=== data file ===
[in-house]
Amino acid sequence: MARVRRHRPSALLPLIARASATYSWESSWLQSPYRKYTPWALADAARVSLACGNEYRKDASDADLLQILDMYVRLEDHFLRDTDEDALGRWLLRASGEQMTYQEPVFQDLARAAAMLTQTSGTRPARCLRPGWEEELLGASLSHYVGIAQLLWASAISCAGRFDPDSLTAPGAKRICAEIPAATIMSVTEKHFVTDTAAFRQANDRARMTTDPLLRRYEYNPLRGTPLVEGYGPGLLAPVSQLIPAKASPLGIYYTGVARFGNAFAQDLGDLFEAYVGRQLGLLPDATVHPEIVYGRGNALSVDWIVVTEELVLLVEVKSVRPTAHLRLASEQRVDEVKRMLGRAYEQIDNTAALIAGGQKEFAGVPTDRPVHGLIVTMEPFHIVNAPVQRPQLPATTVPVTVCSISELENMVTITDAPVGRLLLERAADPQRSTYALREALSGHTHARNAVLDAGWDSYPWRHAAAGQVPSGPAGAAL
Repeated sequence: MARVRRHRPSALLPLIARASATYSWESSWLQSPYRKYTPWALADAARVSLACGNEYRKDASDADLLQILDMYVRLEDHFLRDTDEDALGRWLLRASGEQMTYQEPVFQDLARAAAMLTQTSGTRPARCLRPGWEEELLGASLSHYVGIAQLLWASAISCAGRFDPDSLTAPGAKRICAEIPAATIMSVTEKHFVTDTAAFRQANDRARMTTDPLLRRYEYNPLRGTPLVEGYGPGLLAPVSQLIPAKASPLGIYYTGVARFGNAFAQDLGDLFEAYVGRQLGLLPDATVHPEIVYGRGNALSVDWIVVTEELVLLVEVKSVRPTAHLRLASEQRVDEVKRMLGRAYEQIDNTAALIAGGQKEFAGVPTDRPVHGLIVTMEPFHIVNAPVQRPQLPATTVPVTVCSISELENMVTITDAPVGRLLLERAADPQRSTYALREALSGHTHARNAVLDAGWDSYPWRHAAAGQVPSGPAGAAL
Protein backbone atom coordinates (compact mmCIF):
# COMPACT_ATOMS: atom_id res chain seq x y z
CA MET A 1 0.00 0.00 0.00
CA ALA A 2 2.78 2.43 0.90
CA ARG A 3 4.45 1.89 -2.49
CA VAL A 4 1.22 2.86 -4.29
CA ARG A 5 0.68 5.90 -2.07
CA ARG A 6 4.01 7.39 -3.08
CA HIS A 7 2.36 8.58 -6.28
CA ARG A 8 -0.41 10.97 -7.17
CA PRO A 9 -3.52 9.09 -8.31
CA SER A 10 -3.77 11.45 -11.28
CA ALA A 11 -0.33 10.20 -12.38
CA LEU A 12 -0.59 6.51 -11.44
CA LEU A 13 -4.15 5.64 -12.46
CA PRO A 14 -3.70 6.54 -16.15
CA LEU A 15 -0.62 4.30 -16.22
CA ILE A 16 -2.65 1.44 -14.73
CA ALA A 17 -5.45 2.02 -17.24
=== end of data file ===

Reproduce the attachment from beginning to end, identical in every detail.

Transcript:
[in-house]
Amino acid sequence: MARVRRHRPSALLPLIARASATYSWESSWLQSPYRKYTPWALADAARVSLACGNEYRKDASDADLLQILDMYVRLEDHFLRDTDEDALGRWLLRASGEQMTYQEPVFQDLARAAAMLTQTSGTRPARCLRPGWEEELLGASLSHYVGIAQLLWASAISCAGRFDPDSLTAPGAKRICAEIPAATIMSVTEKHFVTDTAAFRQANDRARMTTDPLLRRYEYNPLRGTPLVEGYGPGLLAPVSQLIPAKASPLGIYYTGVARFGNAFAQDLGDLFEAYVGRQLGLLPDATVHPEIVYGRGNALSVDWIVVTEELVLLVEVKSVRPTAHLRLASEQRVDEVKRMLGRAYEQIDNTAALIAGGQKEFAGVPTDRPVHGLIVTMEPFHIVNAPVQRPQLPATTVPVTVCSISELENMVTITDAPVGRLLLERAADPQRSTYALREALSGHTHARNAVLDAGWDSYPWRHAAAGQVPSGPAGAAL
Repeated sequence: MARVRRHRPSALLPLIARASATYSWESSWLQSPYRKYTPWALADAARVSLACGNEYRKDASDADLLQILDMYVRLEDHFLRDTDEDALGRWLLRASGEQMTYQEPVFQDLARAAAMLTQTSGTRPARCLRPGWEEELLGASLSHYVGIAQLLWASAISCAGRFDPDSLTAPGAKRICAEIPAATIMSVTEKHFVTDTAAFRQANDRARMTTDPLLRRYEYNPLRGTPLVEGYGPGLLAPVSQLIPAKASPLGIYYTGVARFGNAFAQDLGDLFEAYVGRQLGLLPDATVHPEIVYGRGNALSVDWIVVTEELVLLVEVKSVRPTAHLRLASEQRVDEVKRMLGRAYEQIDNTAALIAGGQKEFAGVPTDRPVHGLIVTMEPFHIVNAPVQRPQLPATTVPVTVCSISELENMVTITDAPVGRLLLERAADPQRSTYALREALSGHTHARNAVLDAGWDSYPWRHAAAGQVPSGPAGAAL
Protein backbone atom coordinates (compact mmCIF):
# COMPACT_ATOMS: atom_id res chain seq x y z
CA MET A 1 0.00 0.00 0.00
CA ALA A 2 2.78 2.43 0.90
CA ARG A 3 4.45 1.89 -2.49
CA VAL A 4 1.22 2.86 -4.29
CA ARG A 5 0.68 5.90 -2.07
CA ARG A 6 4.01 7.39 -3.08
CA HIS A 7 2.36 8.58 -6.28
CA ARG A 8 -0.41 10.97 -7.17
CA PRO A 9 -3.52 9.09 -8.31
CA SER A 10 -3.77 11.45 -11.28
CA ALA A 11 -0.33 10.20 -12.38
CA LEU A 12 -0.59 6.51 -11.44
CA LEU A 13 -4.15 5.64 -12.46
CA PRO A 14 -3.70 6.54 -16.15
CA LEU A 15 -0.62 4.30 -16.22
CA ILE A 16 -2.65 1.44 -14.73
CA ALA A 17 -5.45 2.02 -17.24